Causes of Premature Gray Hair

At some point in our lives we will all experience the onset of gray hair. Contrary to popular belief gray hair is not always related to person’s old age. The first gray hair can occur in our teens but some individuals will not be bothered by gray hair until a very ripe age.

Everybody is different but the pigment in our hair follicles is generated in the same way. The cells in our hair follicles called melanocytes generate pigment called melanin. This gives our hair its characteristic colour. When these melanocytes stop producing the pigment the result is white hair. The white hair blending with your pigmented darker hair gives the impression of gray hair. In reality the gray hair is not gray but white.

The main reason for our hair behaving this way is heredity. If your mom or dad started turning gray at a young age then the chances are you may also suffer from premature graying. Obviously, age plays a big part in the graying process. The pigment in the hair shaft is generated from the cells at the base of the hair’s root and as we grow older these cells start producing less pigment until they cease producing the pigment altogether and we end up with white hair.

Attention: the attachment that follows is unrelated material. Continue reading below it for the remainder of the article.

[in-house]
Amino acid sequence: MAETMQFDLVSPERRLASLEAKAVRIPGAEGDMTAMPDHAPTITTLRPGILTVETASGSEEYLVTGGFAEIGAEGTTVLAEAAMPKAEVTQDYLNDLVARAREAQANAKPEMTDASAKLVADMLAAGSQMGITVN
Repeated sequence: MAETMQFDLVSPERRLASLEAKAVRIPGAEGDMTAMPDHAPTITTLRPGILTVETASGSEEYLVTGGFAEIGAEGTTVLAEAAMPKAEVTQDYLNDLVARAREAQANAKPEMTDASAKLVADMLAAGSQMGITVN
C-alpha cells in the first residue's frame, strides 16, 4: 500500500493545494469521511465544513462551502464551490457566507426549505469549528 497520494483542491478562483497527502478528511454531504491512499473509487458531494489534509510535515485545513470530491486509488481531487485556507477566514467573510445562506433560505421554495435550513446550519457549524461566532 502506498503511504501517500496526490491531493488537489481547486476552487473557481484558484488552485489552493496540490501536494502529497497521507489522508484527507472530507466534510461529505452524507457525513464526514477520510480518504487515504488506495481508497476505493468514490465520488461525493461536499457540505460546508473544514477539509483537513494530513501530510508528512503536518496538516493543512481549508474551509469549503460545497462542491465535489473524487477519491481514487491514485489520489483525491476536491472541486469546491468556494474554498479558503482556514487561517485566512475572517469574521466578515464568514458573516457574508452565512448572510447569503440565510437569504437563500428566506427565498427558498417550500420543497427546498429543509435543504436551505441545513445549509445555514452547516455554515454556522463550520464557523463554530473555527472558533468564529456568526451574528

Gray hair can also be the result of a medical condition. If you are deficient in B vitamins or suffer from a thyroid imbalance your hair can also start going gray prematurely. However, the sudden appearance of gray hair is not due to psychological shock or trauma. Studies have shown that if this happens then it is typically caused by telogen effluvium. What happens here is that the pigmented hair stops growing and starts shedding before it effects the growth of gray hairs, giving the impression of hair turning gray overnight. Telogen effluvium causes hair thinning but seldom leads to complete baldness.

Filed under: General Gray Hair Issues